Hello Darkness My Old Friend
This is hard. This is hard in a way that feels familiar, but, it is still tremendously difficult.
Some of you may recall that we chose adoption, partly because of my ppd following Gabe’s birth. I thought this was the answer, to avoid those feelings of hopelessness and despair.
And yet, here they are. Creeping like unwelcome houseguests, they catch me at inopportune times – slow, drippy tears and that feeling, that god-awful feeling that an invisible elephant has sunk down on my chest.
I resent the intrusion of these minions of grief into my life once more.
At least the vocabulary of the adoption community can tell me what I am grieving for – I am grieving for my old life and my prior family.
It’s odd because this is SO INCREDIBLY SIMILAR to one of the many (negative) emotions I felt when Gabe was born, but, no one ever suggests to the mother of a newborn that she is grieving for her old life or the old family makeup that was just husband and wife. That would be blasphemy, right? And yet this ache is so familiar, I am sure that is what I was grieving for, at the time of Gabe’s birth.
And so now I grieve, for the family that 3 that we were. It’s is not that I don’t believe in the family of 4 that we are becoming…but, it’s a recognition, I think, that things will never be the same again. I want to believe that they will, in fact, be better. I have concrete evidence of this, in that, after a while, I began to believe, to know, to live the truth that my life with Gabriel in it was BETTER. To be without Gabriel is unimaginable to me…and so I believe that time will cause me to see that life without Lana in it will also be unimaginable.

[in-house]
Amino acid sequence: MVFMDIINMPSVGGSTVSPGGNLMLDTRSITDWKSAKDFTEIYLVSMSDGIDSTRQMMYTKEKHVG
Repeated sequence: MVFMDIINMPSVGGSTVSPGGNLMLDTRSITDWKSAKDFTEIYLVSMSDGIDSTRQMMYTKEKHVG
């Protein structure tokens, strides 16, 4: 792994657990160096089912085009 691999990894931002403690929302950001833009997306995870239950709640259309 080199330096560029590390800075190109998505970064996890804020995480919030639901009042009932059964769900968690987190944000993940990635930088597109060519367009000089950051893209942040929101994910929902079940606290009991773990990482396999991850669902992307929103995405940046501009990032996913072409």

I guess I am just shocked at how similar this post-motherhood experience has been. The sensation of utter sadness, of being overwhelmed by the needs of a person I don’t really know yet, the feeling of disconnection, detachment from my child and the world around me.
All of this is shameful, painful, to admit. And this time around I cannot blame the hormones. With Gabe, the doctors, everyone told me, consoled me, “it’s the hormones that are doing this to you.” But, this time I have no handy hormones upon which to lay the blame. Is it only me, and my head, the nature of the person that I am?
Certainly, I could blame stress and sleeplessness and guilt and some nasty jet lag that I haven’t managed to shake. And certainly, unlike with Gabe, I don’t obsess upon her breathing; I do not believe she will die if I sleep. (So, I guess, we CAN blame the hormones for that insane-fixation, that oh-so-lovely-side-effect of Gabe’s birth.)
I believe I will attach to her, and I should give myself the time, at a minimum of the time it took me to attach to Gabe (Six? Eight months?) Only time will make her mine. And until then, I’ll keep doing the singing and the holding and the feeding that the books tell me will make her feel like my child. In the meantime, I keep returning to a poem, by Grace Sandness – it gives me hope. I cannot publish the whole poem here, but, it is called "Love Will Grow" and it gives me hope.